As a result, businesses must be vigilant against the potential exposure to income tax as it relates to a business’s solicitation for the sale of intangible property (such as goodwill, trade secrets, patents, trademarks, or copyrights), real estate, or services.

Franchise Tax
A business’s protection under federal law against the imposition of a given state’s income tax does not necessarily insulate it from franchise tax. Franchise tax is typically imposed based on non-income factors, such as net worth or apportioned capital. Generally, franchise tax is exacted on a business entity for the privilege of doing business in the state. If a business has substantial nexus for sales- and usetax purposes, it may well have exposure to a state’s franchise tax.

Gross Receipts or Other Business Taxes
The concept of basing tax on non-income factors is a growing trend. Many states have passed laws that base the imposition of such a tax on measuring gross receipts generated from the seller from:

  • The sale of products or services within the state;
  • The value of a business’s transactions within the state;
  • or some other modified base.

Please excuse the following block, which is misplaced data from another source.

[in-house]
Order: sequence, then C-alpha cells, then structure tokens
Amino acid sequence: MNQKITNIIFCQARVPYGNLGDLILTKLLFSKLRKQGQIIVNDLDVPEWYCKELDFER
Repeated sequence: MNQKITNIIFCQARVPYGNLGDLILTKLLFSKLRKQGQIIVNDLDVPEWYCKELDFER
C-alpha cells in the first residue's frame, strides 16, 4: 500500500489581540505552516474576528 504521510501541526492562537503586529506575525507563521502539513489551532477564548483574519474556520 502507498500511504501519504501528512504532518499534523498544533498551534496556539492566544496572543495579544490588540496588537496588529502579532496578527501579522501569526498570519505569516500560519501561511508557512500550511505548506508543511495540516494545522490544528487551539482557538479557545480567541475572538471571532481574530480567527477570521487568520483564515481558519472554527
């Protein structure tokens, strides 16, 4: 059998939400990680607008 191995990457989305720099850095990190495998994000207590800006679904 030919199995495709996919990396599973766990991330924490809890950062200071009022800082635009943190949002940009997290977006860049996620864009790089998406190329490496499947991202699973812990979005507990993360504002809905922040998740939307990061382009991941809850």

Such so-called grossreceipts taxes imposed on sellers are separate from sales and use tax imposed on buyers — even though the same sales receipts give rise to both tax liabilities.

A Review Is Needed Many states have expanded their tax reach by imposing a variety of taxes based both on income and non-income factors. Business taxpayers should carefully consider their potential exposure to any one or more of the taxes discussed in this article in each state in which it does business. Need assistance determining your multistate tax obligations? Let us help.

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Health care reporting    
  Last year’s health care reform legislation, the Patient Protection and Affordable Care Act (the “Act”), requires certain information reporting by employers relating to employer-sponsored health care insurance coverage for tax years beginning on or after January 1, 2011. The Act generally requires that the aggregate cost of the applicable employer-sponsored health care insurance coverage must be reported to employees on Form W-2.